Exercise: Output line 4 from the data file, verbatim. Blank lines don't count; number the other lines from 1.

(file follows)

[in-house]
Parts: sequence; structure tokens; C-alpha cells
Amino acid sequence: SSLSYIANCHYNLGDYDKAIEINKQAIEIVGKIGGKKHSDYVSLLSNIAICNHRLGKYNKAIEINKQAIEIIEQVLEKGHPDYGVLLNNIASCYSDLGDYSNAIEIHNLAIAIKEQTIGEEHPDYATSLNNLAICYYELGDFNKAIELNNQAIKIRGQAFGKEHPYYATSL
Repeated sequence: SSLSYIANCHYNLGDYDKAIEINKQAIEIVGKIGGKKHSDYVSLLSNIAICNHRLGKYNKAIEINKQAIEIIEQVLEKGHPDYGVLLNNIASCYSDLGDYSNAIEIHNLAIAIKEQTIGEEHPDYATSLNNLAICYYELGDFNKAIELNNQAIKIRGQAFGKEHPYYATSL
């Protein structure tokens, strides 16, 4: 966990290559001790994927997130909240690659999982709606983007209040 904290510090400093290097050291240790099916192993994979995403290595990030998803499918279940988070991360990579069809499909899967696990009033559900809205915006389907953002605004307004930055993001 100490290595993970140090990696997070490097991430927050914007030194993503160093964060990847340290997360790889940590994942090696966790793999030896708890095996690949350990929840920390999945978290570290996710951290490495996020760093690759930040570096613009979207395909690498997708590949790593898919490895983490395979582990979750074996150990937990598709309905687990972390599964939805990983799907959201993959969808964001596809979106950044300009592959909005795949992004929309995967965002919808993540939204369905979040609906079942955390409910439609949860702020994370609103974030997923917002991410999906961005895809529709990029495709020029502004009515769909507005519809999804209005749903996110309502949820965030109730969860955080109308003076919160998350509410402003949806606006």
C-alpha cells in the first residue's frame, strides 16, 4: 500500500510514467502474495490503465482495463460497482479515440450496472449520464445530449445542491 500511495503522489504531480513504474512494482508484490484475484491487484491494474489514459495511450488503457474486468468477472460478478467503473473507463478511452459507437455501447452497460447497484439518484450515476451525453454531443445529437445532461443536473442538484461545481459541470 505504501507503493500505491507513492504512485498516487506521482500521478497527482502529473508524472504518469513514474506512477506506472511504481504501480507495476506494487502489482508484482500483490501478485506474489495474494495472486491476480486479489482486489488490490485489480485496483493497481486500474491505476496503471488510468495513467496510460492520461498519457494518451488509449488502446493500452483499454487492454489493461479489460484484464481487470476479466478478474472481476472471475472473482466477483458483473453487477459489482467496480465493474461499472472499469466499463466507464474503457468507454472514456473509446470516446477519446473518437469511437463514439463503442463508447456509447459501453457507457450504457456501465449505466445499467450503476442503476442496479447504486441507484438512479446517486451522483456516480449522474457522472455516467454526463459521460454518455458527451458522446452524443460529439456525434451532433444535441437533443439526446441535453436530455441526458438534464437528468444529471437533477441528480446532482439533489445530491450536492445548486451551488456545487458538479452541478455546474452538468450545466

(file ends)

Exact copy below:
Repeated sequence: SSLSYIANCHYNLGDYDKAIEINKQAIEIVGKIGGKKHSDYVSLLSNIAICNHRLGKYNKAIEINKQAIEIIEQVLEKGHPDYGVLLNNIASCYSDLGDYSNAIEIHNLAIAIKEQTIGEEHPDYATSLNNLAICYYELGDFNKAIELNNQAIKIRGQAFGKEHPYYATSL